Someone Else's Problem: Where we are going, we might not need four wheel drive... '94 Fiat Panda 1000 "Cosi"

And since there's no rev gauge, the speedometer has a red zone :lol:
public;n3551440 said:
And since there's no rev gauge, the speedometer has a red zone :lol:

I'm assuming that's what the little red dots are for; shift points!
Either that, or speed limit reminders at 30, 50, 80. The Beetle has the lines for 30 and 50 painted red, despite a) not a manual and b) as it sits, 30 and 50 aren't sensible shift points together.
Confirmed with a Finnish MOT office that the car will not need a CoC document at import, as it's old enough to not need one. The two Pandas have slightly different VIN plates, as MXM's 1999 car has the EU type approval stamped on it, and mine only has the German ABE equivalent. Weirdly, the MOT office where I took my same-year MX-5 at import initially said I should've needed the CoC, and later marked down the EU type approval codes in the Mazda's German documents that luckily had them. But since I have confirmation from another place on this occasion, it should sail through registration with minimal expenses instead of needing costly documents. And since it has fuel injection, a catalytic converter and headlight adjustment along with fresh Slovenian MOT, I can't foresee that many problems.




Thoroughly detailed by nicjasno! It looks very tidy now.
So that's what's meant by "polishing a turd"... :p
public;n3551760 said:
All Parades had the canvas roofs? This doesn’t.

OK, but the Cosi was available in this colour and purple like the Parade, it has the same interior fabric.
However I believe yours should have clear front indicators.

So, a month later...

Let me just post my current feelings and fill in the gaps later. After thousands of kilometres hauling this thing first south, then north, I can confirm I've completely bonded with it. While it's totally a 300 euro car that cost a fair bit more to get here, it's absolutely brilliant and in truth extremely reliable and durable. Repairs/maintenance needed during our 7000 km together: some CRC in some underbonnet relays, couple bulbs, two fuel filler caps, new tires, an alternator and a couple litres of cheap oil. Fuel consumption ranged from just under 5 to 6.8l/100km, or about 35 mpg to 47. The car seats four in undeniable comfort, does 160 km/h, hauls a lot of beer, climbs mountains and does 13-minute ringlaps. It is one of the best ways to condense a car and still have it remain perfectly useable.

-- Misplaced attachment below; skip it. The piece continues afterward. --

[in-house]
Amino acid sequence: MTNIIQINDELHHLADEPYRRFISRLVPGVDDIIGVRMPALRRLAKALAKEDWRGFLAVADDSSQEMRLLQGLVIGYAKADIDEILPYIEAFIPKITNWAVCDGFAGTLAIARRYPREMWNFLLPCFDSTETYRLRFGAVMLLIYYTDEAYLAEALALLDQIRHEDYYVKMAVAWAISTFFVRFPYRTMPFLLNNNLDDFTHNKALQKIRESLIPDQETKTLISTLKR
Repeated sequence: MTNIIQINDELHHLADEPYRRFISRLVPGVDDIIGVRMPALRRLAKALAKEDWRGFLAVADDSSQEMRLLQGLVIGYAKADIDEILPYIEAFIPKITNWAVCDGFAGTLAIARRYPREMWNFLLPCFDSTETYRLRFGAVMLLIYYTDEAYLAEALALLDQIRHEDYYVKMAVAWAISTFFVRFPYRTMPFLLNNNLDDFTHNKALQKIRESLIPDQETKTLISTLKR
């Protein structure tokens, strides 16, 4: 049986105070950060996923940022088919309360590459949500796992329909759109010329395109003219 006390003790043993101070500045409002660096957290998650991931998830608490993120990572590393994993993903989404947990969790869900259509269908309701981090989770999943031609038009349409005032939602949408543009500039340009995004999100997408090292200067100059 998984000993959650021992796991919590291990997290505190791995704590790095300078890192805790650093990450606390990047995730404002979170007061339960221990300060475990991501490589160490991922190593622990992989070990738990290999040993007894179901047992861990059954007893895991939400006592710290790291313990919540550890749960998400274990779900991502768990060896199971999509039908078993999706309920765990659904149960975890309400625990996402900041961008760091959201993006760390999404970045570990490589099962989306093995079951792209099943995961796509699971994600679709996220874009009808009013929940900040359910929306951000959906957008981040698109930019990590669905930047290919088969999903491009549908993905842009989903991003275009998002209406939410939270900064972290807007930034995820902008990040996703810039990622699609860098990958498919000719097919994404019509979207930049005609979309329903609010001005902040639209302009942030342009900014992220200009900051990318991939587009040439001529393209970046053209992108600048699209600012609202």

I have already confessed to the Finnish authorities that I have committed the sin of bringing yet another car into this country, so it will be interesting to see what kind of import duty it will be subjected to.

Successfully inspected in Finland! A necessary step in importation is a registration inspection, where they mostly check your papers and verify everything complies with the system here. Since the car had valid and fresh EU/ETA inspection, it wasn't subjected to a roadworthiness inspection, but the emissions were still checked as well as the, well, general appearance of the car. Now I'm just waiting for the import tax randomizer to spit out a bill and I can apply for plates.
REAALLY overdue update: the car has been sold after 13,000 trouble free kilometres. Well, apart from the one alternator that went during the roadtrip.


After the inspection, I just drove the car without complaints, still listening to the italo disco collection on my USB drive. For winter, I put on some super-old studded tires which I think were safer than summer tires, but only just. Mostly the car just sat in the winter months, as I didn't want to torture the engine in the freezing months as it had no block heater. After the winter tire season ended, I resumed driving and kept the car in daily use up until this week.




That doesn't mean I didn't do ridiculous things in it: I took it to Ahvenisto, the famous Finnish race track, then in June the Baltic Press Rally where we got to 19th place out of 27 cars, and last weekend we still hauled a heavy, 2.85-liter PRV V6 in the back of it. Formally the car changed hands within this forum, but as Posmo considered the upcoming welding too big to undertake, it was decided that the car would be best sold on. I shook hands with a friendly buyer that would take the car somewhere north to join a fleet of project Pandas, which might donate parts for it.




Radwood? Litwood?


That Panda is awesome. The colour is perfect. The Balkan to Baltic sticker should never, ever come off.
I had no idea you were going to sell this. So long friend.